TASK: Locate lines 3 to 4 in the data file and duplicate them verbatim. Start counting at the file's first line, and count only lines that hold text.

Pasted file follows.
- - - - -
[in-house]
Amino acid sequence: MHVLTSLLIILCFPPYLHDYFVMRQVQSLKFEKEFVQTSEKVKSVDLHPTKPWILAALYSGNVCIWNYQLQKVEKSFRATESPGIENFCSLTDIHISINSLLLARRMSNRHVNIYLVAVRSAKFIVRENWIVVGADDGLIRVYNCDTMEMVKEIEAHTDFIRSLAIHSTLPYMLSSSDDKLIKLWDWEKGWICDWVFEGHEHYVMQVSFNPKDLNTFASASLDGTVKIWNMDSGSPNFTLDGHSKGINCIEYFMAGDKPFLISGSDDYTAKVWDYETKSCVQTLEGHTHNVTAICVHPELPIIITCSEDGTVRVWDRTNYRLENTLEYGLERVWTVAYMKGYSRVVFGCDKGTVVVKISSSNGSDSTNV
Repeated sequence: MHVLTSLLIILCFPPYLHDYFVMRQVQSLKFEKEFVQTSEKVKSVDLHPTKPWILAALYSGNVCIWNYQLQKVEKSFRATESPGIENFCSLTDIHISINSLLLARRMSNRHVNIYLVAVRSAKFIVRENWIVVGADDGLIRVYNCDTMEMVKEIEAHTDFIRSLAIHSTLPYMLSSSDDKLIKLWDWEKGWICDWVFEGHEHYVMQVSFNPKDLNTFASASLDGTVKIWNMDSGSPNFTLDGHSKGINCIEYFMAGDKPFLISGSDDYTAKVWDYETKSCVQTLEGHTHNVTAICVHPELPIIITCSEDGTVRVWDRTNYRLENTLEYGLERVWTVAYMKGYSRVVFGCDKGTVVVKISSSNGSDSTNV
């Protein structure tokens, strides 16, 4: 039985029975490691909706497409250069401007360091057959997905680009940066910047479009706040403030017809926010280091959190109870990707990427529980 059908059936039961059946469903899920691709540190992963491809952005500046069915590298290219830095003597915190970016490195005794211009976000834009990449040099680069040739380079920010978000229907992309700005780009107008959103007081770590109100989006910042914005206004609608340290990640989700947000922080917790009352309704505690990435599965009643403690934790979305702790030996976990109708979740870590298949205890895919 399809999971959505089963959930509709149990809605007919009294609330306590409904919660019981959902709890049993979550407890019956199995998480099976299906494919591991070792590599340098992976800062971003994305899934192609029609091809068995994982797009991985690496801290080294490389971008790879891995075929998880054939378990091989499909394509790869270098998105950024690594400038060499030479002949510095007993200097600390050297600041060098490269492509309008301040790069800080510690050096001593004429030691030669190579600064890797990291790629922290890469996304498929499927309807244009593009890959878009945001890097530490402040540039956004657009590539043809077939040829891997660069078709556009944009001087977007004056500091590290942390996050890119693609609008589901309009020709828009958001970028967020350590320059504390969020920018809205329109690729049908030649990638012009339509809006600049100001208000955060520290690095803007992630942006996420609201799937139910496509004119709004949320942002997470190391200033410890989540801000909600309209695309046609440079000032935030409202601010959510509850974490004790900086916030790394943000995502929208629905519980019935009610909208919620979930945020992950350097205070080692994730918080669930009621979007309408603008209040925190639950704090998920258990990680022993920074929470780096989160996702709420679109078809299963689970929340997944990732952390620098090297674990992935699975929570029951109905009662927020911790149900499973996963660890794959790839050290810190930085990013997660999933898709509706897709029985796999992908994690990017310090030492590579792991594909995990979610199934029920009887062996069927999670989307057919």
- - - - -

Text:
Repeated sequence: MHVLTSLLIILCFPPYLHDYFVMRQVQSLKFEKEFVQTSEKVKSVDLHPTKPWILAALYSGNVCIWNYQLQKVEKSFRATESPGIENFCSLTDIHISINSLLLARRMSNRHVNIYLVAVRSAKFIVRENWIVVGADDGLIRVYNCDTMEMVKEIEAHTDFIRSLAIHSTLPYMLSSSDDKLIKLWDWEKGWICDWVFEGHEHYVMQVSFNPKDLNTFASASLDGTVKIWNMDSGSPNFTLDGHSKGINCIEYFMAGDKPFLISGSDDYTAKVWDYETKSCVQTLEGHTHNVTAICVHPELPIIITCSEDGTVRVWDRTNYRLENTLEYGLERVWTVAYMKGYSRVVFGCDKGTVVVKISSSNGSDSTNV
């Protein structure tokens, strides 16, 4: 039985029975490691909706497409250069401007360091057959997905680009940066910047479009706040403030017809926010280091959190109870990707990427529980 059908059936039961059946469903899920691709540190992963491809952005500046069915590298290219830095003597915190970016490195005794211009976000834009990449040099680069040739380079920010978000229907992309700005780009107008959103007081770590109100989006910042914005206004609608340290990640989700947000922080917790009352309704505690990435599965009643403690934790979305702790030996976990109708979740870590298949205890895919 399809999971959505089963959930509709149990809605007919009294609330306590409904919660019981959902709890049993979550407890019956199995998480099976299906494919591991070792590599340098992976800062971003994305899934192609029609091809068995994982797009991985690496801290080294490389971008790879891995075929998880054939378990091989499909394509790869270098998105950024690594400038060499030479002949510095007993200097600390050297600041060098490269492509309008301040790069800080510690050096001593004429030691030669190579600064890797990291790629922290890469996304498929499927309807244009593009890959878009945001890097530490402040540039956004657009590539043809077939040829891997660069078709556009944009001087977007004056500091590290942390996050890119693609609008589901309009020709828009958001970028967020350590320059504390969020920018809205329109690729049908030649990638012009339509809006600049100001208000955060520290690095803007992630942006996420609201799937139910496509004119709004949320942002997470190391200033410890989540801000909600309209695309046609440079000032935030409202601010959510509850974490004790900086916030790394943000995502929208629905519980019935009610909208919620979930945020992950350097205070080692994730918080669930009621979007309408603008209040925190639950704090998920258990990680022993920074929470780096989160996702709420679109078809299963689970929340997944990732952390620098090297674990992935699975929570029951109905009662927020911790149900499973996963660890794959790839050290810190930085990013997660999933898709509706897709029985796999992908994690990017310090030492590579792991594909995990979610199934029920009887062996069927999670989307057919």